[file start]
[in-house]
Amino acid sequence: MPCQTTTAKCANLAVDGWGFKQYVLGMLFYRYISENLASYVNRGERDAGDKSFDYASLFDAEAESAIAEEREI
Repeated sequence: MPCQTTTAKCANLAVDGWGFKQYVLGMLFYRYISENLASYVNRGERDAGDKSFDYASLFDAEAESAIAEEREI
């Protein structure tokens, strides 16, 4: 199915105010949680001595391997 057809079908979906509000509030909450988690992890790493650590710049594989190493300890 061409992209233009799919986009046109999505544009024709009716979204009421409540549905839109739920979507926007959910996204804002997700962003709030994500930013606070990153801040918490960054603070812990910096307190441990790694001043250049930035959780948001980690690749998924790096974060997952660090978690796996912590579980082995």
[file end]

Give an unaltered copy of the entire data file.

[in-house]
Amino acid sequence: MPCQTTTAKCANLAVDGWGFKQYVLGMLFYRYISENLASYVNRGERDAGDKSFDYASLFDAEAESAIAEEREI
Repeated sequence: MPCQTTTAKCANLAVDGWGFKQYVLGMLFYRYISENLASYVNRGERDAGDKSFDYASLFDAEAESAIAEEREI
């Protein structure tokens, strides 16, 4: 199915105010949680001595391997 057809079908979906509000509030909450988690992890790493650590710049594989190493300890 061409992209233009799919986009046109999505544009024709009716979204009421409540549905839109739920979507926007959910996204804002997700962003709030994500930013606070990153801040918490960054603070812990910096307190441990790694001043250049930035959780948001980690690749998924790096974060997952660090978690796996912590579980082995």